Wolfowitz's other mistake

Wolfowitz's technique, by all accounts, consisted of allowing aides brought in from the Bush adminis

Back in April 2005, a fracas at a Nairobi party prompted front-page stories in the Kenyan press. The party was being thrown by Makhtar Diop, the World Bank's departing country director, and the row was caused by Lucy Kibaki, President Mwai Kibaki's volatile wife, who stormed into Diop's garden, yelling for his guests to leave.

As I wrote at the time, the confrontation exposed something more disquieting than an out-of-control first lady. To Mrs Kibaki, Diop was not just a noisy neighbour. He was a tenant, hence her fury. The man who in effect decided whether Kenya merited hundreds of millions of dollars in World Bank aid each year was renting his villa from the presidential couple next door.

Such intimacy was disconcerting because Diop's tenure coincided with one of the biggest government corruption scandals in Kenyan history. In the eyes of many diplomats, the bank director had demonstrated an inappropriate eagerness to keep aid flowing, notwithstanding the whiff of corruption coming off the Kibaki administration.

Revealing a disturbing level of chumminess between borrower and lender, the episode - while small enough in itself - illustrated exactly why outsiders wax cynical about the World Bank's role in the developing world. Too often, World Bank directors seem to regard themselves as branches of government. They tend to become over-pally with the ruling elite, measuring success exclusively in terms of the amount of money pushed out the door, coming out in hives at the idea of addressing the "governance issues" that may mean those funds never reach the poor.

Such concerns explained why Paul Wolfowitz won supporters in unexpected quarters after being appointed World Bank president in 2005. In prioritising the fight against graft, both within the institution and among client states, Wolfowitz was picking up a theme already aired by his predecessor. But the fresh vigour he brought to the task felt timely to those who saw venal leadership as one of Africa's great untackled blights. If this man could grasp a nettle that the Gateses, Bonos and Blairs of this world shrank from, maybe that would go some way to atoning for the horrors of Iraq.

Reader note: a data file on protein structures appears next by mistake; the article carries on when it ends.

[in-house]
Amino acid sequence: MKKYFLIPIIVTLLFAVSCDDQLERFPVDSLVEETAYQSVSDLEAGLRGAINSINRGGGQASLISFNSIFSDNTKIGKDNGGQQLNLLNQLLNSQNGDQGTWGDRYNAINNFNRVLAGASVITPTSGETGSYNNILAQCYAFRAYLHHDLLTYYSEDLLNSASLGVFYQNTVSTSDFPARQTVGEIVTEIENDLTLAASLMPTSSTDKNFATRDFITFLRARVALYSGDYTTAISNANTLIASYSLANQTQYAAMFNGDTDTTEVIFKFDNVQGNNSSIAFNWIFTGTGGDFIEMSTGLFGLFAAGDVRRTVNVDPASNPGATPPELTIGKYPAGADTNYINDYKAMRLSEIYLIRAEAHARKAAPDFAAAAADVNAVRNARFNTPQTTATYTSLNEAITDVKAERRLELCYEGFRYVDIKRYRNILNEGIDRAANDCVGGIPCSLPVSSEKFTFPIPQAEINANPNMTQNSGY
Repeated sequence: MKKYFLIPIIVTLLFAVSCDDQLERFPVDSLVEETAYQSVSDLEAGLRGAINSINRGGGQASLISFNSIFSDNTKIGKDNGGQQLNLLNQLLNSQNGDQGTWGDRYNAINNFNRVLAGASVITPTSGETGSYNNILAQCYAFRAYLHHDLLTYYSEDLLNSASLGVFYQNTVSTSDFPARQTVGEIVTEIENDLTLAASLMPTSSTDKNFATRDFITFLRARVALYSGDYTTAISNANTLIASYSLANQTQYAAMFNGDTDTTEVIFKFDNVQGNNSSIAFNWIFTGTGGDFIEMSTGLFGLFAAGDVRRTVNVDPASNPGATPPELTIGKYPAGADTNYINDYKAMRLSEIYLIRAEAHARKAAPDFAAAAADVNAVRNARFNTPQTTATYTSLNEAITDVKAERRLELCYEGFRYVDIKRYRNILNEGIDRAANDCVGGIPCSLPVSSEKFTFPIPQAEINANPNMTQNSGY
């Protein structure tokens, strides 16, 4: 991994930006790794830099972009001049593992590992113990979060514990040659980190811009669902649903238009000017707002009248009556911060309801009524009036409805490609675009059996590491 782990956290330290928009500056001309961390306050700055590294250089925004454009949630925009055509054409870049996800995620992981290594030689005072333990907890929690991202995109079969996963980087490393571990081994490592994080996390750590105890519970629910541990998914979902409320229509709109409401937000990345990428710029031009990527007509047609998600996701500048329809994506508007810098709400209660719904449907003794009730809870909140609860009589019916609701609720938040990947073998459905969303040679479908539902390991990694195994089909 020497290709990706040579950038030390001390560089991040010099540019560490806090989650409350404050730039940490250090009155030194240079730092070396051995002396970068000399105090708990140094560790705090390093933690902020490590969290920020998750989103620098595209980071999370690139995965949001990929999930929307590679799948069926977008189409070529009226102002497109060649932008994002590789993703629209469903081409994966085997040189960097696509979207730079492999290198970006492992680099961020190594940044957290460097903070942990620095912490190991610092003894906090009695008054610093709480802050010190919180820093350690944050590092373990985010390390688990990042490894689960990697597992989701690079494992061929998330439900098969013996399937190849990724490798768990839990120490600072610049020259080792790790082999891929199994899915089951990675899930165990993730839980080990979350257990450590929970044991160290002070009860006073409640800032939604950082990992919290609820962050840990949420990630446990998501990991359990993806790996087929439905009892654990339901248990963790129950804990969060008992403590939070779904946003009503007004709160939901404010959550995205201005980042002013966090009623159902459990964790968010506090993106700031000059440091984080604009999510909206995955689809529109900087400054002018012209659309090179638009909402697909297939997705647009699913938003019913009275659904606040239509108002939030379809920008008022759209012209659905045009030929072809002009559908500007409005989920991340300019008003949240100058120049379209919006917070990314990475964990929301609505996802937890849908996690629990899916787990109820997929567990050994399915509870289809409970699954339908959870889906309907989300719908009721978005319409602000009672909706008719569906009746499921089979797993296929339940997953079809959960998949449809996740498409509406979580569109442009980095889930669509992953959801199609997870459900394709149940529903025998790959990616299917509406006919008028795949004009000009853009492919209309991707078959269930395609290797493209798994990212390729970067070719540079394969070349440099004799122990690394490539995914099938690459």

Those hopes have been dealt a body blow, and not just because of the recent fuss over his girlfriend's promotion. Well before Shaha Ali Riza's salary package was being picked over in the media, Wolfowitz's governance and anti-corruption (GAC) agenda had been emasculated.

A surprisingly large share of his failure can be attributed to his management style. Would to God someone had lent the man a copy of How to Win Friends and Influence People. "Let the other person think the idea is his," recommends the author of that self-help classic, Dale Carne gie. "Never say 'you're wrong' . . . Let the other person save face." If only.

Wolfowitz's technique, by all accounts, consisted of allowing aides brought in from the Bush administration to humiliate and belittle World Bank officials with decades of experience. As fuming staffers headed for the exit, the boss retreated into his office, taking decisions in splendid solitude behind a closed door.

That high-handedness - the same abrasive assumption that the top dog needn't bother with consensus that has characterised America's foreign policy since the 11 September 2001 attacks - seriously damaged his anti-corruption project. Because he didn't liaise with colleagues, because he never bothered to articulate a clear strategic vision, decisions to stop or start aid to graft-ridden countries came to seem arbitrary and politically motivated. With Wolfowitz already weakened, the GAC that was approved in March had had most of its spine removed by World Bank old-timers and hostile players on the board, including Britain and France. In the eyes of the strategy's supporters, inside and outside the bank, a pragmatic plan of action had been diluted to the point where it had become the woolliest of aspirations.

Wolfowitz's job has been the other victim. The accusations being levelled are trifling compared to what government ministers in so many of the nations where the World Bank operates regularly get up to - but that is not the point. To preach, he had to be above reproach. Had he bothered talking to staffers who understood the regulations of a rules-obsessed institution, he would never have landed in this mess. And his neglect of those in the lower echelons meant there was no reservoir of goodwill to draw on when things went awry. "Instead, there's something very much like an orange revolution taking place here," one official said.

Holed below the waterline, Wolfowitz may find his fate sealed by the time this article is published. Whoever takes over as president is certain to reaffirm the World Bank's commitment to the fight against graft. But those who backed the original, undiluted GAC agenda are sceptical. "The conservatives on the board, and managers at the bank who never believed in the strategy in the first place, are rubbing their hands at the prospect of kicking it into the long grass," said one outsider.

The losers will be the African citizens who look to representatives of institutions such as the World Bank to sound the alarm when leaders are on the take, rather than pat each other's backs over cocktails. Last time I checked, Kenya's current World Bank country director, as anxious as his predecessor to keep the aid taps to Nairobi open, was still a tenant of the Kibakis.

This article first appeared in the 07 May 2007 issue of the New Statesman, Blair: The reckoning